Plus “You’ve been watching too much television” and other undying lines from a “teens in peril” screenplay.
So who is the writer? That well-known Wiccan author Stewart Farrar (1916–2000), slipping a little bit of a Craft-y message into this 1975 episode of a British show called Shadows. (A tip of the pointy hat to Veles at Adventures in Witchery for leading me to it.)
From the 1950s to the late 1970s, when he turned more toward writing purely Wiccan books in collaboration with his wife Janet, Stewart Farrar put his hand to everything: occult thrillers, magazine journalism, television screenplays — even a pseudononymous bodice-ripper romance, just to see if he could do it. His novel The Sword of Orley remains one of my favorite examples of how reincarnational memories ought to be, if only life were more like books.
I got to know Stewart around 1977, and at some point suggested to him that Dion Fortune’s book of short stores about an English magus, The Secrets of Doctor Taverner, ought to transfer well to “the box,” as he called it.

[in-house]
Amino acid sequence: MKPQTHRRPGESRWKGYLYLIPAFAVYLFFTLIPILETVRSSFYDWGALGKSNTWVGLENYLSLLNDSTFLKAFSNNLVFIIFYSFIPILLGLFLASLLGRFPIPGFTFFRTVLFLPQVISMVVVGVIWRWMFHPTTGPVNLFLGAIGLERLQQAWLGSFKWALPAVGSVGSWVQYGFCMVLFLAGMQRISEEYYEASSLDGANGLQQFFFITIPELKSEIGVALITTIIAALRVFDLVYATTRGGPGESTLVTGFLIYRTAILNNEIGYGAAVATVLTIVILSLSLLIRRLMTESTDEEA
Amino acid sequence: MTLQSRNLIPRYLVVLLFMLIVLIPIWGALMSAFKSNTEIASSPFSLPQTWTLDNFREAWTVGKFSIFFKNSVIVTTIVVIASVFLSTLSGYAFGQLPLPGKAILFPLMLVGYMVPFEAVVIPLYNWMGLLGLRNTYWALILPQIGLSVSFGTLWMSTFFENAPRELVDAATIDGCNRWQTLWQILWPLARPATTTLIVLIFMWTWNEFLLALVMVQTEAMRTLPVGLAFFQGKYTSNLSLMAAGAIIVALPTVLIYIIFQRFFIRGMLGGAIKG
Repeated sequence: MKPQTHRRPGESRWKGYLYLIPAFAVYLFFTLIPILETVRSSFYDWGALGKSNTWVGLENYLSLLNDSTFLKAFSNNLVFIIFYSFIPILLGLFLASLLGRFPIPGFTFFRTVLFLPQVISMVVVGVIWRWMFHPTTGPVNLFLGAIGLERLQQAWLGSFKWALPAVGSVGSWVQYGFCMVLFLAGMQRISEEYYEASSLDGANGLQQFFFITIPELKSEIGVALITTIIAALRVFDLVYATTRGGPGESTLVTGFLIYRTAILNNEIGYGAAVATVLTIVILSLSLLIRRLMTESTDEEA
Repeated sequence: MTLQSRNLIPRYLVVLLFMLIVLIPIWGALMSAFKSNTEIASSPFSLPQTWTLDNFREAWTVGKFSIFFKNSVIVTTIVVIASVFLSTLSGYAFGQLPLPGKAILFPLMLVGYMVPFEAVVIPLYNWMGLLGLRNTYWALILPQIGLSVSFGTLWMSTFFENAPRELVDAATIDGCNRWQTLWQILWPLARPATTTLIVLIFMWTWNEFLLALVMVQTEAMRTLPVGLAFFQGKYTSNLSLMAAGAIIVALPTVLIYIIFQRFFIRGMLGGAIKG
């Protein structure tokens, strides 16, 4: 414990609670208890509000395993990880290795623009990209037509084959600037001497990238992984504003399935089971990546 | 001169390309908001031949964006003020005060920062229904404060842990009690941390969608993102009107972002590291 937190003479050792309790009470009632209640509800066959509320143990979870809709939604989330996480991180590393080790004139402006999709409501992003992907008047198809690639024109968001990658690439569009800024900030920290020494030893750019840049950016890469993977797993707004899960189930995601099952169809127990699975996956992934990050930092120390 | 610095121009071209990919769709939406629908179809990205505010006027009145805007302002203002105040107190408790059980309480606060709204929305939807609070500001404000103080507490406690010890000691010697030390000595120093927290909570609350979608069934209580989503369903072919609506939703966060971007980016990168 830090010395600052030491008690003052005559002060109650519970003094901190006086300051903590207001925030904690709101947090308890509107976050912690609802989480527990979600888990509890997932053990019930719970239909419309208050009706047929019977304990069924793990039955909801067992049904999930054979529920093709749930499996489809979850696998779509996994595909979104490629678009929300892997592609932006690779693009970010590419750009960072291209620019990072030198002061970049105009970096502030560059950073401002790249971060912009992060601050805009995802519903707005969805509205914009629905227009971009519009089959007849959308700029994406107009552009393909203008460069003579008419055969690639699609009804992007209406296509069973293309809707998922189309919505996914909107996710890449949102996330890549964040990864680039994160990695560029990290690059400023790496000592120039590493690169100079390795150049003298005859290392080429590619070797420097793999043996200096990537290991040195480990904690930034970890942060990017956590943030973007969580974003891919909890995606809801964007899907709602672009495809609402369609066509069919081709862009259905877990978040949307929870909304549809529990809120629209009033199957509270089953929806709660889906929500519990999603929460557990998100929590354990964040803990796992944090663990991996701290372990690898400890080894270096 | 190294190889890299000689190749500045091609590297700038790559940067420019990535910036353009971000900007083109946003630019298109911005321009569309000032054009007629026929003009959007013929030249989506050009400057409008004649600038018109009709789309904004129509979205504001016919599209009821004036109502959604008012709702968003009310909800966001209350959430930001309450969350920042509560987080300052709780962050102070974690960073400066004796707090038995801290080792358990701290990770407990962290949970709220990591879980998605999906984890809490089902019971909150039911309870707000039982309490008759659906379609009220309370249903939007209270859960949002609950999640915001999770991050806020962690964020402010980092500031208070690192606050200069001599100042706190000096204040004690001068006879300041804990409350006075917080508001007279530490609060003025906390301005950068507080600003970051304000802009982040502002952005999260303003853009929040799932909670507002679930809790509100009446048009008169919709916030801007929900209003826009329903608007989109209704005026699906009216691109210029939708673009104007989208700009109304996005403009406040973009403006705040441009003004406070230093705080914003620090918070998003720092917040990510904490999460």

He went so far as to investigate who held the copyright — which was her esoteric order, The Fraternity of the Inner Light, and its directors apparently had no interest in licensing a television adaptation.
A pity — they would have made a perfect 1970s TV show, when occult topics were in vogue.
One thought on ““It’s Only a Tree. It Can’t Hurt You!””
Stewart Farrar embodied what I now look at as 1st generation English Craft. A practitioner when practitioners were few who fostered Craft so that others could take it up. And so they–we–did.
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